As someone who has battled eczema most of her life, I’ve heard many recommendations on how to keep it at bay. Well-meaning friends and even strangers have offered advice like “use this cream”, or “don’t eat seafood”, to prevent my scaly skin from acting up.
Some of their tips have worked while others have not. So to get to the bottom of eczema issues once and for all, I spoke to Dr. Paul Chia, an advocate for eczema management from The Dermatology Practice. Here are 7 lesser-known skincare tips to avoid triggering eczema.
Long-time eczema sufferers might have heard this old wives’ tale of swimming in the ocean as a way to soothe sensitive skin. But it turns out that there’s some truth to this, said Dr. Paul Chia.
“Seawater contains salt, which is an antiseptic that can kill bacteria,” he explained. For some, a bacterial infection caused by staphylococcus aureus could be a frequent trigger for eczema flare ups. Taking a dip in the sea can help stave off inflammation caused by this.
There should be no cause of concern over the “dirtiness” of seawater either. Dr. Paul Chia commented that “eczema is not a hygiene or allergy issue,” and that seemingly dirty water is not going to worsen sensitivity.
For those with eczema that gets infected frequently, soaking in seawater or even using diluted bleach will be helpful in preventing recurring skin infections.
When it comes to keeping sensitive skin from flaring up, Dr. Paul Chia suggests going soap-free in the shower. “Look for a soap-free wash that has an acidic pH of less than 5.5,” he said.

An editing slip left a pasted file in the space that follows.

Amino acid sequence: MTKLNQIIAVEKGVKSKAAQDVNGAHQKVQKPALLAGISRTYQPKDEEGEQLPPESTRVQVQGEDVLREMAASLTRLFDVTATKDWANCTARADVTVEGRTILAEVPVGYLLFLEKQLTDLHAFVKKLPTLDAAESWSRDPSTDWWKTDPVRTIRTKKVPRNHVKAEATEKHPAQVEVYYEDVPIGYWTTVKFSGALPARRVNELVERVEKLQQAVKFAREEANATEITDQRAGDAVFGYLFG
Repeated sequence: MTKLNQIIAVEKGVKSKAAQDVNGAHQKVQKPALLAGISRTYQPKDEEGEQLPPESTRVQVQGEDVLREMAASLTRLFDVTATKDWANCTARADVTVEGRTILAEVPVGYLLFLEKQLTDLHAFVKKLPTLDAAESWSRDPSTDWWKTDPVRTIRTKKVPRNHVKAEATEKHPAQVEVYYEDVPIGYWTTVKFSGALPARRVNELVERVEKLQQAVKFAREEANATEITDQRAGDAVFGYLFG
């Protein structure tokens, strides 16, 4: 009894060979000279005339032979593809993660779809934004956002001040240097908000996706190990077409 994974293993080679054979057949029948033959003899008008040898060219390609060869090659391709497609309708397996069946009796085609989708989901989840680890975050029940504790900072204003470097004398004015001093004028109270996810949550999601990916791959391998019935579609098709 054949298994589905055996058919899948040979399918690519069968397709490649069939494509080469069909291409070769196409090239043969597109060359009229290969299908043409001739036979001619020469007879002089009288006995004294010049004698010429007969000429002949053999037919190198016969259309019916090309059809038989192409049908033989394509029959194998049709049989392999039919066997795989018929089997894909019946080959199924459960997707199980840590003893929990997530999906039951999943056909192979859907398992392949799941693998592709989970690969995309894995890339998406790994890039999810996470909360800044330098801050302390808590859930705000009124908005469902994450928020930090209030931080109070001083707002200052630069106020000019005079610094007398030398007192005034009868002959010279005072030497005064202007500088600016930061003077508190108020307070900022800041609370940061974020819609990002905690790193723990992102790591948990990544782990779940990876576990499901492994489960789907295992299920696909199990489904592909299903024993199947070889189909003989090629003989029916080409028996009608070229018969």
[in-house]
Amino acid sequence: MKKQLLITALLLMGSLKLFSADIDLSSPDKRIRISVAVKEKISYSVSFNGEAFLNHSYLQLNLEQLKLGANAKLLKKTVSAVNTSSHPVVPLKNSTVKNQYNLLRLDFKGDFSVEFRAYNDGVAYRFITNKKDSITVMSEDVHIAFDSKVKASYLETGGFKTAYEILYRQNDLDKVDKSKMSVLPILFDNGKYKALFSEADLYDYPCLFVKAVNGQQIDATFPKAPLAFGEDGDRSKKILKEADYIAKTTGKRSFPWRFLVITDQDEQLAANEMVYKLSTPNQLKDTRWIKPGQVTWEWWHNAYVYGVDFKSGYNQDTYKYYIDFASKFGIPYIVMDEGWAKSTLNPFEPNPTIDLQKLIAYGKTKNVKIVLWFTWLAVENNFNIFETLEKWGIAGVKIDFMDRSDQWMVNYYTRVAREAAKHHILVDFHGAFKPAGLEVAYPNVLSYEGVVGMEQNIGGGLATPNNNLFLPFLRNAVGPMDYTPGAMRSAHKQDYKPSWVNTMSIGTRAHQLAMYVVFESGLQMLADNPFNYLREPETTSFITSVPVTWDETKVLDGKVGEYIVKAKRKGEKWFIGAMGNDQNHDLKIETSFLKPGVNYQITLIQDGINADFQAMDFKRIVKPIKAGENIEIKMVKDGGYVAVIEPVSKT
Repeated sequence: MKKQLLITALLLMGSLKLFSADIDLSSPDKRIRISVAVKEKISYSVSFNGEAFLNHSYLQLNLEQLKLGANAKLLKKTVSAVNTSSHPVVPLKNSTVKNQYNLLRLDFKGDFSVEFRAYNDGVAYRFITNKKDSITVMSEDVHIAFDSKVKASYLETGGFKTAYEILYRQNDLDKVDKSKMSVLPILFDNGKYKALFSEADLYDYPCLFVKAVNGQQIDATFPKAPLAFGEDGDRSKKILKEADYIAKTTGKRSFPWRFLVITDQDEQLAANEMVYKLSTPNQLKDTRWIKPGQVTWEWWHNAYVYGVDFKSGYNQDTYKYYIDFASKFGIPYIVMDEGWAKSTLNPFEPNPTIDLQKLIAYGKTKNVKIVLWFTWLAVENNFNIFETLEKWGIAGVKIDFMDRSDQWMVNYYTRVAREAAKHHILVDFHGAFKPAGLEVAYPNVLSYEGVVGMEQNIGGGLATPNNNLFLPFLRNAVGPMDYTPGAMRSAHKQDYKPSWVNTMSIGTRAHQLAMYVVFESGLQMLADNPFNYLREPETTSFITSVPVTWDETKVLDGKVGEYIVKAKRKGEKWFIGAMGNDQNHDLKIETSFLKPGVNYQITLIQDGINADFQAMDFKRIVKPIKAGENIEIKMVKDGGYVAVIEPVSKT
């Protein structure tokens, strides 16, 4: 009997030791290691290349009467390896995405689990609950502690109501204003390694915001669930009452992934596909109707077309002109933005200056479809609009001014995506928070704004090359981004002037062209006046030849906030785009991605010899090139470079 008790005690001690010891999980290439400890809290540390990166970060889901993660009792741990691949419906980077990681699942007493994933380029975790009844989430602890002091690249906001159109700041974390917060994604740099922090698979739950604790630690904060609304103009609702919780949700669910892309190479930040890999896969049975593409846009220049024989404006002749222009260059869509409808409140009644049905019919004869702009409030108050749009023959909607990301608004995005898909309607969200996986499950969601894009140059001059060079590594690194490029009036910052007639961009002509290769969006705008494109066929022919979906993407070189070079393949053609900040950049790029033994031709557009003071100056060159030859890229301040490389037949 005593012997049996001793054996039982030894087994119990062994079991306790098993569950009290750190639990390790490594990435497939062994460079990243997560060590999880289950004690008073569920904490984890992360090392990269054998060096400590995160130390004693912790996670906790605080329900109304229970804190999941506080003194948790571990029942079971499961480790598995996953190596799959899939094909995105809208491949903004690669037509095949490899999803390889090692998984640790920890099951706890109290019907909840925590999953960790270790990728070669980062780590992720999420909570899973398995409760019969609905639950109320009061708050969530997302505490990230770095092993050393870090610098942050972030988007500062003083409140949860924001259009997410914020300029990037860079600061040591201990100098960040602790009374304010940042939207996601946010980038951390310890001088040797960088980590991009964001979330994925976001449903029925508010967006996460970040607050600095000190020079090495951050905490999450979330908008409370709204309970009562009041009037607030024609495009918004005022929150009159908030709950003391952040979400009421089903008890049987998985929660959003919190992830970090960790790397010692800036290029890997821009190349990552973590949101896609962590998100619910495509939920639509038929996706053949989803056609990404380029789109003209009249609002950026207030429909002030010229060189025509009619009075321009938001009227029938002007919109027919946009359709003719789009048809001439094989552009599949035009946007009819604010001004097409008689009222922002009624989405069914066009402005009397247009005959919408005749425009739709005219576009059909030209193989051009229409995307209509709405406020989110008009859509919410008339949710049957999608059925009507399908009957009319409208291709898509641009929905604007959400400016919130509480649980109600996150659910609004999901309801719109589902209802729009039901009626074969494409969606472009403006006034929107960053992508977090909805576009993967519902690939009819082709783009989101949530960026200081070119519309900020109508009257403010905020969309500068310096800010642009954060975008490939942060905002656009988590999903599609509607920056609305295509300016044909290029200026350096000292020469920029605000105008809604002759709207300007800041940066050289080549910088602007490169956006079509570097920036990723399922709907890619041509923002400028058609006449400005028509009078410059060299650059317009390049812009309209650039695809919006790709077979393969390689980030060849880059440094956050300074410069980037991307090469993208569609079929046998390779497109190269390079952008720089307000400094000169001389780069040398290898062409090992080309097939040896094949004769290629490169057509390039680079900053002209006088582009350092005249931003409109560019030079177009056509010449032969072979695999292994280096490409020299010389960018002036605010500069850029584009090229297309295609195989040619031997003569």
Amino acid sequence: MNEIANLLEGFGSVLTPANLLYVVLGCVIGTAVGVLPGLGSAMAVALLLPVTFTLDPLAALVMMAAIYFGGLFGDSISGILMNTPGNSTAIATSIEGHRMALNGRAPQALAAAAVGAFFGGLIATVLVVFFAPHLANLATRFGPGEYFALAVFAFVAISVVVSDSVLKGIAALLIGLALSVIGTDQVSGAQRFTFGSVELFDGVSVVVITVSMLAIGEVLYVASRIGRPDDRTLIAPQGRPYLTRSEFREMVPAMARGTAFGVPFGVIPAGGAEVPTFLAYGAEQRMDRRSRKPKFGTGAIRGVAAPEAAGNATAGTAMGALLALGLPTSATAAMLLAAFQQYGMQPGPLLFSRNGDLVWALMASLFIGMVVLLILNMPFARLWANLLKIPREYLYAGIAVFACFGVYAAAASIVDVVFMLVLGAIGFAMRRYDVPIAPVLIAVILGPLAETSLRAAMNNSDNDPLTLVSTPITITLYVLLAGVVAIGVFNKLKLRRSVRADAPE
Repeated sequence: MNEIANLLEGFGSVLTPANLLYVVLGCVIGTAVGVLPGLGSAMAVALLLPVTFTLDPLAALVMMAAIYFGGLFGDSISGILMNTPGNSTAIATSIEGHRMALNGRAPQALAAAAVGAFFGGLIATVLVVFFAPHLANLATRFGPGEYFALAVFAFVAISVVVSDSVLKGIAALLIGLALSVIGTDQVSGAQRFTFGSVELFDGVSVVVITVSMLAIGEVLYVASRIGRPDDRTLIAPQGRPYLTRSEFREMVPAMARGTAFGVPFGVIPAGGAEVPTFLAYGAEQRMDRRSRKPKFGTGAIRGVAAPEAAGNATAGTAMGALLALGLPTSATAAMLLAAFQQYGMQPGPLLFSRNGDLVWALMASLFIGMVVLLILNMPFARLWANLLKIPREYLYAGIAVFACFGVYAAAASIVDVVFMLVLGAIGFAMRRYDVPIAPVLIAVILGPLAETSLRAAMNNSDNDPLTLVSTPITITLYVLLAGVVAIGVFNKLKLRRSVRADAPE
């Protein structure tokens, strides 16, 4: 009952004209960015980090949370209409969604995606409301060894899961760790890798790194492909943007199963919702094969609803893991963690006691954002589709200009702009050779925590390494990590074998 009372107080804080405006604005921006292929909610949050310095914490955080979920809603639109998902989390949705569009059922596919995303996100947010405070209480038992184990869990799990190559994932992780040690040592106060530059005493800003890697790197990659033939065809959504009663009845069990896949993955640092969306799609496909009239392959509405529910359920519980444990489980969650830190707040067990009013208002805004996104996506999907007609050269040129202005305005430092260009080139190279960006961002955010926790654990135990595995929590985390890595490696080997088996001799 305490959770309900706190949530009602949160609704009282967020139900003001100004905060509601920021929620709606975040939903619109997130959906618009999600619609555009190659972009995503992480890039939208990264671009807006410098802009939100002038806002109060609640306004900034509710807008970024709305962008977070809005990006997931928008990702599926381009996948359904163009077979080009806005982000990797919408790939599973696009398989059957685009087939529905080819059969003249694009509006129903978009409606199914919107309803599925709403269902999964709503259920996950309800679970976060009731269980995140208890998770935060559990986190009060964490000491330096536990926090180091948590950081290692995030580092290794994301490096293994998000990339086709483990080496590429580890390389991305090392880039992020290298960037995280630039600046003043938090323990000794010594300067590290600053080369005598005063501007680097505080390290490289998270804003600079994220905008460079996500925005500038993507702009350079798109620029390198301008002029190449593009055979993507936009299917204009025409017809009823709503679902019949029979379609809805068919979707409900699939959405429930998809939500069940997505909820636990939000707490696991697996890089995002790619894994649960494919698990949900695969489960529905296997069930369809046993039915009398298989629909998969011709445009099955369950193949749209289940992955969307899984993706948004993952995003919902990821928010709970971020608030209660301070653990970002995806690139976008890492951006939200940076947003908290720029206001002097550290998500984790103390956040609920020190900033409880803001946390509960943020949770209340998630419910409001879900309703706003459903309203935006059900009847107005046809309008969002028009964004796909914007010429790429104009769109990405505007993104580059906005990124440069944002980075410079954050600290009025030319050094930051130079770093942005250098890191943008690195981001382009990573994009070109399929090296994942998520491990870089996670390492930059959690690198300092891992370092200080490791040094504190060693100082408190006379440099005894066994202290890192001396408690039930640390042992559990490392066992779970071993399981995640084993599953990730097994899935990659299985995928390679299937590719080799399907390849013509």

Regular soaps can be quite harsh on sensitive skin. They strip away the skin’s layer of natural oil, leading to dryness and affecting its natural protective properties.
On the other hand, a body wash with an acidic pH improves the moisturising effect on the skin. Dr. Paul Chia explained, “The acidic pH also prevents the activation of proteases that break down skin cell structures, which causes inflammation.”
He reiterated that eczema is not a cleanliness issue, but rather, a problem with the skin being in a hypersensitive state. As a result, body washes with a heavy alkaline base and even fragrances found in conventional soaps can irritate the skin and make it itch.
A soap-free wash that is suitable for eczema-prone skin is QV Gentle Wash. It doesn’t contain fragrances, colouring and common irritants. It’s also hypoallergenic and has a balanced pH that aids in hydrating the skin.
The pandemic has brought about the necessity of using hand sanitisers to keep our hands clean throughout the day. However, the alcohol found in most sanitisers can be very drying on the skin, stripping away moisture and aggravating eczema flare ups as a result.
Instead, look for benzalkonium chloride and polymeric biguanide hydrochloride as active ingredients in alcohol-free sanitisers. They are just as effective in killing microbes as alcohol but aren’t as dehydrating.
The same goes for using antibacterial hand soaps as well. While we might be enticed to use these to ensure our hands are virus-free, Dr. Paul Chia says that antibacterial soaps are unnecessary. “It’s alright to continue using a soap-free wash – they are adequate in washing away bacteria,” he remarked.
Tip: Carry around a travel-size bottle of soap-free QV Gentle Wash as an alternative to keeping hands squeaky clean. It ensures that you won’t be agitating dry skin with over-washing.
Image credit: Pexels
While you may be tempted to get creams with fragrance so that you’ll smell good after a shower, it’s an absolute no-no for eczema. While they make products smell more appealing, they do not have much added benefits. Rather, they can cause hypersensitive reactions that make your skin itchy.
When buying any product to be applied to the skin, look out for fragrances – often listed as ‘parfum’ in the ingredients list. You can check out fragrance-free products from the QV skincare range which don’t contain fragrance and colouring, so your skin won’t be irritated.
When it comes to keeping eczema in check, eczema patients would have heard the advice of continually moisturising the skin as a way to keep the condition under control.
QV Cream contains five moisturising ingredients. It’s also less greasy than typical moisturisers and can be absorbed well into the skin.